Sometimes an idea runs away from us. It may start in a certain direction, perhaps to achieve a certain goal, but then at some point down the line it becomes something else. It may be an undesirable situation, or it may be a new opportunity. Often, only time will tell.
Quantum mechanics is such an idea. It is ostensibly a subfield of physics, but when we take a hard look at quantum mechanics, it looks more and more like mathematics. It has taken on a life of its own, which often seems to have very little to do with physics.
To be sure, physics would not get far without mathematics. However, mathematics has a very specific role to play in physics. We use mathematics to model the physical world. It allows us to calculate what we expect to see when we make observations of the phenomena associated with that model.
Quantum mechanics is different from other physical theories. While other physical theories tend to describe very specific sets of phenomena associated with a specific physical context, quantum mechanics is more general in that is describes a large variety of phenomena in different contexts. For example, all electric and magnetic phenomena provide the context for Maxwell’s theory of electromagnetism. On the other hand, the context of quantum mechanics is any phenomenon that can be found in the micro world. As such quantum mechanics is much more abstract.
We can say that quantum mechanics is not a theory, but instead a formalism in terms of which theories about the micro world can be formulated. It is therefore not strange that quantum mechanics looks more like mathematics. It even has a set of postulates from which the formalism of quantum mechanics can be derived.
But quantum mechanics still needs to be associated with the physical world. Even if it exits as a mathematical formalism, it must make some connection to the physical world. Otherwise, how would we know that it is doing a good job? Comparisons between predictions of theories formulated in terms quantum mechanics and experimental results of the physical phenomena associated with those theories show that quantum mechanics is very successful. However, in the pursuit of understanding the overlap between quantum physics and gravity in fundamental physics, the role of quantum mechanics needs to be understood not as a mere mathematical formalism, but as a fundamental mechanism in the physical world.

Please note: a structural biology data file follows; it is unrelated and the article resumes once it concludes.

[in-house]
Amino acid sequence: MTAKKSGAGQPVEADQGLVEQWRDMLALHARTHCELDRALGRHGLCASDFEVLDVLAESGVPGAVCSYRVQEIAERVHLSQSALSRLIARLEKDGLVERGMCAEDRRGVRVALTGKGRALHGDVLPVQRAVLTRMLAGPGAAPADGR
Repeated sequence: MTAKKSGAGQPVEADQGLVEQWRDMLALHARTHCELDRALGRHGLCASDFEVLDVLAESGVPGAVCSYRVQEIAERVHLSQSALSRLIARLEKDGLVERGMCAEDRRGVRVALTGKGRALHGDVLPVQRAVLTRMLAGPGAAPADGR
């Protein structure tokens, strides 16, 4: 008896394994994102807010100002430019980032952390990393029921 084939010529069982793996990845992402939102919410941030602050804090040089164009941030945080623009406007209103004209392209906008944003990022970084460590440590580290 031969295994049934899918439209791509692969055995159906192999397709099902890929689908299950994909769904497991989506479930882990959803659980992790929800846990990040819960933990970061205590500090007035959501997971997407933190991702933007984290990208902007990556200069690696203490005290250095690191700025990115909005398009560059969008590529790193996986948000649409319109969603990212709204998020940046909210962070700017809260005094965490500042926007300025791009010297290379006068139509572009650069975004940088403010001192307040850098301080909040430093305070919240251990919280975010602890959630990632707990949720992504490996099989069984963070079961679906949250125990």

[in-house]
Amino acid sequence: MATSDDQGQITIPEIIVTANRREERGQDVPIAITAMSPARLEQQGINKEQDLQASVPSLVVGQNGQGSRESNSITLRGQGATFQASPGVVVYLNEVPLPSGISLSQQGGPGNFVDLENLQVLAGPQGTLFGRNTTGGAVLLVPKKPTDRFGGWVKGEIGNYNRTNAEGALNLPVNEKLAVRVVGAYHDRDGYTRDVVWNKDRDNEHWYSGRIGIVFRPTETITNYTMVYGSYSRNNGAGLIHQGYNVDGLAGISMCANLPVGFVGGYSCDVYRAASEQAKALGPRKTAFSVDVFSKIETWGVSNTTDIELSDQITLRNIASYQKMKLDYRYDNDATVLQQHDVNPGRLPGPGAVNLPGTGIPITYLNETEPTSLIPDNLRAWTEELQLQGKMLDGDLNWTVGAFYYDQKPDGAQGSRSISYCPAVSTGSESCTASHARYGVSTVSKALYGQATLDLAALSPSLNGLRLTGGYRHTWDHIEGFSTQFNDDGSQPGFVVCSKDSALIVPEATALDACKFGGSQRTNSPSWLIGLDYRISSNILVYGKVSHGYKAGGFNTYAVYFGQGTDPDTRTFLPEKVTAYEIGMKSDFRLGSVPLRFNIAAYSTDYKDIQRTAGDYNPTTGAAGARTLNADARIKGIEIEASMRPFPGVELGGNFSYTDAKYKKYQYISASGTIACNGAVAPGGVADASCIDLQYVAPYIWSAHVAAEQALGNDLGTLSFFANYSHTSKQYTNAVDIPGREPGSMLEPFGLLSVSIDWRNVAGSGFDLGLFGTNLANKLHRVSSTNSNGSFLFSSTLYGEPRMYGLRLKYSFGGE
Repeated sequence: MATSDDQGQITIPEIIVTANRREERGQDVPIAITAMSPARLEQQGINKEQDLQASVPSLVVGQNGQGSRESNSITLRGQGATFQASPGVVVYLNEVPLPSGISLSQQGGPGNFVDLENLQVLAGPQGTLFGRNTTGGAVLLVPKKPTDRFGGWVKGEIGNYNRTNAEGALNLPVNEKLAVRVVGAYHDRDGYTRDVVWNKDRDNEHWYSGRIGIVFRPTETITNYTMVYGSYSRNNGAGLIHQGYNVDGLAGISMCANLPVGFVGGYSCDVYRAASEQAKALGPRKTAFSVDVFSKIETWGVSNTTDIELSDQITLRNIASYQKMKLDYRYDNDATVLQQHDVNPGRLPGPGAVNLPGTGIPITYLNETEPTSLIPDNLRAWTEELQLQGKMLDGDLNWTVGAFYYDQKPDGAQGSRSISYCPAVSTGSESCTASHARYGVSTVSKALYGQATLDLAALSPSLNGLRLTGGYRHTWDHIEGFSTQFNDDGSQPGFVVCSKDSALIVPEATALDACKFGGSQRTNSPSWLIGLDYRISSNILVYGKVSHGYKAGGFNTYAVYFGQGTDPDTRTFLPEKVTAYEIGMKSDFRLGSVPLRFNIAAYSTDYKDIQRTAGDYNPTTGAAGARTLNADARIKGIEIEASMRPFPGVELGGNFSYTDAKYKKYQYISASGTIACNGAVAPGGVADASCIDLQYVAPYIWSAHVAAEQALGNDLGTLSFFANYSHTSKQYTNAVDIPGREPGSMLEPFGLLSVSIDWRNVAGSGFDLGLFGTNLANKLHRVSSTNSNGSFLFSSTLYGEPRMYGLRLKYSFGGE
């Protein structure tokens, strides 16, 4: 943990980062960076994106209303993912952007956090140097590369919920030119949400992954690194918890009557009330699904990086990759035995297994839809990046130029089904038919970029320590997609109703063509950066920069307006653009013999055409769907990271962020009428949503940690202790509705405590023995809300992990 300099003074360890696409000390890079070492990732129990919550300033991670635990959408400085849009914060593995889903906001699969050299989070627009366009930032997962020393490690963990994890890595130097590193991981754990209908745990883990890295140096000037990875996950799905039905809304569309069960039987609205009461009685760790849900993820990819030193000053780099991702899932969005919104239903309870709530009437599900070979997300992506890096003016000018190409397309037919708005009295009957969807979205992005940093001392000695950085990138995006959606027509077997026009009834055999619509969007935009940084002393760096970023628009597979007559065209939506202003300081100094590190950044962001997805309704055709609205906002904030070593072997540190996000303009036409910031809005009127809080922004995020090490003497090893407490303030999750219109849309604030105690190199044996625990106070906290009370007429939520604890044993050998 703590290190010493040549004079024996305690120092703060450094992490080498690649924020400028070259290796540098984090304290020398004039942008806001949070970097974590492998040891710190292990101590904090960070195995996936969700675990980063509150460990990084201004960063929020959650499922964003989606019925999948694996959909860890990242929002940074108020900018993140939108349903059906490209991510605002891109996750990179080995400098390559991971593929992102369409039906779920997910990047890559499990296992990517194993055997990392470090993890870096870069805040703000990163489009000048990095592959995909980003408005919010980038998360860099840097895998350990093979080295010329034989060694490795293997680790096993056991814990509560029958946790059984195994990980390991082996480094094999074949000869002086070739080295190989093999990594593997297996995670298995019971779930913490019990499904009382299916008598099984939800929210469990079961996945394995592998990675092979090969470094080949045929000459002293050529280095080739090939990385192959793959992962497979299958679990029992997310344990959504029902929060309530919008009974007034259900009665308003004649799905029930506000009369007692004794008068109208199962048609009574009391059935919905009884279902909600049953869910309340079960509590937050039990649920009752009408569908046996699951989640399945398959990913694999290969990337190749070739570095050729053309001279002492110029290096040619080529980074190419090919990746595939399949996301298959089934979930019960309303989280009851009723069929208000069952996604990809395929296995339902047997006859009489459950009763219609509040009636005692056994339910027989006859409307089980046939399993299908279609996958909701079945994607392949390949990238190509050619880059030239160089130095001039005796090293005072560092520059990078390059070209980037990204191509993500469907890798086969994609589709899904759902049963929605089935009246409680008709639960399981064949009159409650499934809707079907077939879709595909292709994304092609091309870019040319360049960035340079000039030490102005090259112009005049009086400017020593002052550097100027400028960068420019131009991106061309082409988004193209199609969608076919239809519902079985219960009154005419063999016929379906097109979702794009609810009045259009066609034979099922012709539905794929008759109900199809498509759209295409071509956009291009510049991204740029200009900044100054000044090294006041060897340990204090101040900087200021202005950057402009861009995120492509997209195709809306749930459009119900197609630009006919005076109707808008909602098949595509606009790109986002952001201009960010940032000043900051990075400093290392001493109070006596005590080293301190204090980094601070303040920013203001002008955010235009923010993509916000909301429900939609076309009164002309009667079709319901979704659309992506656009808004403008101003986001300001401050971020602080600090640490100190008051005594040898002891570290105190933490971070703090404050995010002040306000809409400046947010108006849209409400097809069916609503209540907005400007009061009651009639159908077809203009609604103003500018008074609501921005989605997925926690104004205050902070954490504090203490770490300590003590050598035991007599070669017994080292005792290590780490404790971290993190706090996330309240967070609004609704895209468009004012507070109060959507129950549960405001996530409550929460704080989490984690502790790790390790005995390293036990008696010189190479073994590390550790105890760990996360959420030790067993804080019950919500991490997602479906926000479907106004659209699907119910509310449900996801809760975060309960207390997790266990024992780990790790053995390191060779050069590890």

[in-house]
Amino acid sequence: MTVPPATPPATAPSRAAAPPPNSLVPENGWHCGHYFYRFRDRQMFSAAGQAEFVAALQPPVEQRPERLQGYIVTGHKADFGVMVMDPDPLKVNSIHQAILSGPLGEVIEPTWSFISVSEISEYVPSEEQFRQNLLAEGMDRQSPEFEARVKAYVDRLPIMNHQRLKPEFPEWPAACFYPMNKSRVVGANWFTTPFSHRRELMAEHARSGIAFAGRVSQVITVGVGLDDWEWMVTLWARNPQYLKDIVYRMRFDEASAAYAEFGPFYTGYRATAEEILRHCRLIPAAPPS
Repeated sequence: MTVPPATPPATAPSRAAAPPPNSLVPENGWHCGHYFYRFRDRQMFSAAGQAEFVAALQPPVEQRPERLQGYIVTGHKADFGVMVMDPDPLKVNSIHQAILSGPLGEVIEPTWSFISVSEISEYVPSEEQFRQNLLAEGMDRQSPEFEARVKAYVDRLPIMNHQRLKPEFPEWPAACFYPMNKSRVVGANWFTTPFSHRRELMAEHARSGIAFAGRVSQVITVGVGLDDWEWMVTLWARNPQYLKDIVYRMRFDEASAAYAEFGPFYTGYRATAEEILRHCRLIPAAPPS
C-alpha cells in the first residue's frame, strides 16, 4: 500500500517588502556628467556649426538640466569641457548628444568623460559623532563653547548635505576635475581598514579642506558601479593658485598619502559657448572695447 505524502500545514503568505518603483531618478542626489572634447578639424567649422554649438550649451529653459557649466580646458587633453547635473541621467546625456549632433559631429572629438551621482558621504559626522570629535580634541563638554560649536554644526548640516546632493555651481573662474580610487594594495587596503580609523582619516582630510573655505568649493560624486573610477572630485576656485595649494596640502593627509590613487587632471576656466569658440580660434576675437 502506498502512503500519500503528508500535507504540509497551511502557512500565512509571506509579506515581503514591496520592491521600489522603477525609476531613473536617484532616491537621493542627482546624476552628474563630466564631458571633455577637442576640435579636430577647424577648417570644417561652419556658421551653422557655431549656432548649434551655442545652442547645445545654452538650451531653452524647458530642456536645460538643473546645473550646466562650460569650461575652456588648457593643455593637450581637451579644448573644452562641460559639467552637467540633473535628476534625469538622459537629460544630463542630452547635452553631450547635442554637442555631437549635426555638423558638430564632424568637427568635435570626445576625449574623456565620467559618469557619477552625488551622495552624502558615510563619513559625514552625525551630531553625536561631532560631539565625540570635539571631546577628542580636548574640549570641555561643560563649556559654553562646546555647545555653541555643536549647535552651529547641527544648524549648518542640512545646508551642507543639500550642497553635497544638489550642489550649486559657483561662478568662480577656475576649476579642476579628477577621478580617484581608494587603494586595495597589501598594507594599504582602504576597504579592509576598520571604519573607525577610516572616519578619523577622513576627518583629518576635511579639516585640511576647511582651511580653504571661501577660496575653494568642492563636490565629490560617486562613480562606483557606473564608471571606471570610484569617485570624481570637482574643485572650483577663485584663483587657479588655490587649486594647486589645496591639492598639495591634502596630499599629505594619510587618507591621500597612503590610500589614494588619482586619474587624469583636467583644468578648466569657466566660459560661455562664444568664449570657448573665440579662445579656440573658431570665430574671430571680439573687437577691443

It is therefore not sufficient to provide mathematical postulates for the derivation of quantum mechanics as a mathematical formalism. What we need are the physical principles of nature at the fundamental level that leads to quantum mechanics as seen in quantum physics.
Principles differ from postulates. They are not expressed in terms of mathematical concepts, but rather in terms of physical concepts. In other words, instead of talking about non-commuting operators and Hilbert spaces, we would instead be talking about interactions, particle or fields, velocities, trajectories and things like that.
Another important difference is the notion of what is more fundamental than what. In mathematics, the postulates can be combined into sets of axioms from which theorems are derived. It would mean that the postulates are more fundamental. However, they may not be unique in the sense that different sets of axioms could be shown to be equivalent. In physics on the other hand, the principles are considered to be more fundamental than the theories in terms of which physical scenarios are modeled. There may be a cascade of different theories formulated in terms of more fundamental theories. Since, these theories are formulated in terms of mathematics, it can now happen that the axioms for the mathematics in terms of which some of these theories are formulated, are not fundamental from a physics point of view, but a consequence of more fundamental physical aspects.
An example is the non-commutation of operators in quantum mechanics. It is often considered as a fundamental aspect of quantum mechanics. However, it is only fundamental from a purely mathematical point of view. From a physical point of view, the non-commutation follows as a consequence of more fundamental aspects of quantum physics. Ultimately, the fundamental property of nature that leads to this non-commutation is the Planck relationship between energy (or momentum) and frequency (or the propagation vector).